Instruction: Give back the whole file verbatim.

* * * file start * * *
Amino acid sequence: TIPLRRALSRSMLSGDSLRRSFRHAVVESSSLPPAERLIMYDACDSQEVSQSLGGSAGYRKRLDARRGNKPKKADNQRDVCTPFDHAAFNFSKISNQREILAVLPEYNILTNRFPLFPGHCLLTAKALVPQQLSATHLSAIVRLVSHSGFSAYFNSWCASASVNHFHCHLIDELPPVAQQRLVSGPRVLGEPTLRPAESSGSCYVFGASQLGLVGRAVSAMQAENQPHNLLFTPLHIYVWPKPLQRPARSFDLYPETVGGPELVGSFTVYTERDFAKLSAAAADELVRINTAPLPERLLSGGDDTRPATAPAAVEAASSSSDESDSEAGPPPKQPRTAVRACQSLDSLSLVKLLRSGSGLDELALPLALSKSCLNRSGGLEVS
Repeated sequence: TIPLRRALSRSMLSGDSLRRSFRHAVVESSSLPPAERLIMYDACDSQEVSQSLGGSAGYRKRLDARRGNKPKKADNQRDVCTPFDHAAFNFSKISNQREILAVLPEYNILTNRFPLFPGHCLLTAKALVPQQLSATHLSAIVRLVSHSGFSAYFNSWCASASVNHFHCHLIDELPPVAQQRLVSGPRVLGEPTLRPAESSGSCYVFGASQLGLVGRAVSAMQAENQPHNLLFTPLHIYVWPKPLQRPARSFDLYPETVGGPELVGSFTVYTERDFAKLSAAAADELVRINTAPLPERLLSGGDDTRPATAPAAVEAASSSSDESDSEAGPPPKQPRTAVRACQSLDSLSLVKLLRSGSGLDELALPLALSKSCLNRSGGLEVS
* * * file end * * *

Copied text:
Amino acid sequence: TIPLRRALSRSMLSGDSLRRSFRHAVVESSSLPPAERLIMYDACDSQEVSQSLGGSAGYRKRLDARRGNKPKKADNQRDVCTPFDHAAFNFSKISNQREILAVLPEYNILTNRFPLFPGHCLLTAKALVPQQLSATHLSAIVRLVSHSGFSAYFNSWCASASVNHFHCHLIDELPPVAQQRLVSGPRVLGEPTLRPAESSGSCYVFGASQLGLVGRAVSAMQAENQPHNLLFTPLHIYVWPKPLQRPARSFDLYPETVGGPELVGSFTVYTERDFAKLSAAAADELVRINTAPLPERLLSGGDDTRPATAPAAVEAASSSSDESDSEAGPPPKQPRTAVRACQSLDSLSLVKLLRSGSGLDELALPLALSKSCLNRSGGLEVS
Repeated sequence: TIPLRRALSRSMLSGDSLRRSFRHAVVESSSLPPAERLIMYDACDSQEVSQSLGGSAGYRKRLDARRGNKPKKADNQRDVCTPFDHAAFNFSKISNQREILAVLPEYNILTNRFPLFPGHCLLTAKALVPQQLSATHLSAIVRLVSHSGFSAYFNSWCASASVNHFHCHLIDELPPVAQQRLVSGPRVLGEPTLRPAESSGSCYVFGASQLGLVGRAVSAMQAENQPHNLLFTPLHIYVWPKPLQRPARSFDLYPETVGGPELVGSFTVYTERDFAKLSAAAADELVRINTAPLPERLLSGGDDTRPATAPAAVEAASSSSDESDSEAGPPPKQPRTAVRACQSLDSLSLVKLLRSGSGLDELALPLALSKSCLNRSGGLEVS